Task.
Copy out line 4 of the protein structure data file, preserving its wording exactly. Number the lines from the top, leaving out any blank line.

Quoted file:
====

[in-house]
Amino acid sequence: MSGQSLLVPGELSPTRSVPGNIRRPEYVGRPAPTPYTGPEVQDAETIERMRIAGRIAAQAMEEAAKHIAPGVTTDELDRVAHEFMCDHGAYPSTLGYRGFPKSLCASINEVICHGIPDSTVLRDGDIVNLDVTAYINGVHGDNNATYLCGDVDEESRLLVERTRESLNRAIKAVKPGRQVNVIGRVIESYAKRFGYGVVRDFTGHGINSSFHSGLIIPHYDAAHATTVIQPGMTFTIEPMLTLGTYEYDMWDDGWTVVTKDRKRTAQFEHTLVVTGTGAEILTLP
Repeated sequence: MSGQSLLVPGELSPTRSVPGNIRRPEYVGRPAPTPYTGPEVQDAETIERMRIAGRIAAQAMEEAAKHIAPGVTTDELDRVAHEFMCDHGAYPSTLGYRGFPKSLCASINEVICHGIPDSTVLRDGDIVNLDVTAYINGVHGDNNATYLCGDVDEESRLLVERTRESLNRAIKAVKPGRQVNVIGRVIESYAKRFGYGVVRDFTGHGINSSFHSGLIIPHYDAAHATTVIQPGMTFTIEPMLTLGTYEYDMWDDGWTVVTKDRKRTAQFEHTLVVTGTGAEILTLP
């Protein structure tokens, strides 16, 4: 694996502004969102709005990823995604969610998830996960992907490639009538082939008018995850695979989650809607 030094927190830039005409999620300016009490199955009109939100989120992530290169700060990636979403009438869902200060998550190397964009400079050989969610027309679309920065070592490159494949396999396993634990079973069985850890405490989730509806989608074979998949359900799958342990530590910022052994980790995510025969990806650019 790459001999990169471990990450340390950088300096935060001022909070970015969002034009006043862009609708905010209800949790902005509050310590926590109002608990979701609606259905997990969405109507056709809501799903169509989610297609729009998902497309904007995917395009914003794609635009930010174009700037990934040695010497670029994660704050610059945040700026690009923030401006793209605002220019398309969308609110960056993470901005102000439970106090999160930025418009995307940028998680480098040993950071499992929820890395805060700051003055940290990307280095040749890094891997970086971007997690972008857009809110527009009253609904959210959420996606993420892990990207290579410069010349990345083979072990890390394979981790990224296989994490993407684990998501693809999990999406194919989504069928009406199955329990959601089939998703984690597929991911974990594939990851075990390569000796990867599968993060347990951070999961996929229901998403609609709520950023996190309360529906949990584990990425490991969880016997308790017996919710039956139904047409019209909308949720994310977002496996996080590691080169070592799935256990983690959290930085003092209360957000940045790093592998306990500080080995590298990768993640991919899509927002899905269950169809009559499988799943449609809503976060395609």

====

């Protein structure tokens, strides 16, 4: 694996502004969102709005990823995604969610998830996960992907490639009538082939008018995850695979989650809607 030094927190830039005409999620300016009490199955009109939100989120992530290169700060990636979403009438869902200060998550190397964009400079050989969610027309679309920065070592490159494949396999396993634990079973069985850890405490989730509806989608074979998949359900799958342990530590910022052994980790995510025969990806650019 790459001999990169471990990450340390950088300096935060001022909070970015969002034009006043862009609708905010209800949790902005509050310590926590109002608990979701609606259905997990969405109507056709809501799903169509989610297609729009998902497309904007995917395009914003794609635009930010174009700037990934040695010497670029994660704050610059945040700026690009923030401006793209605002220019398309969308609110960056993470901005102000439970106090999160930025418009995307940028998680480098040993950071499992929820890395805060700051003055940290990307280095040749890094891997970086971007997690972008857009809110527009009253609904959210959420996606993420892990990207290579410069010349990345083979072990890390394979981790990224296989994490993407684990998501693809999990999406194919989504069928009406199955329990959601089939998703984690597929991911974990594939990851075990390569000796990867599968993060347990951070999961996929229901998403609609709520950023996190309360529906949990584990990425490991969880016997308790017996919710039956139904047409019209909308949720994310977002496996996080590691080169070592799935256990983690959290930085003092209360957000940045790093592998306990500080080995590298990768993640991919899509927002899905269950169809009559499988799943449609809503976060395609």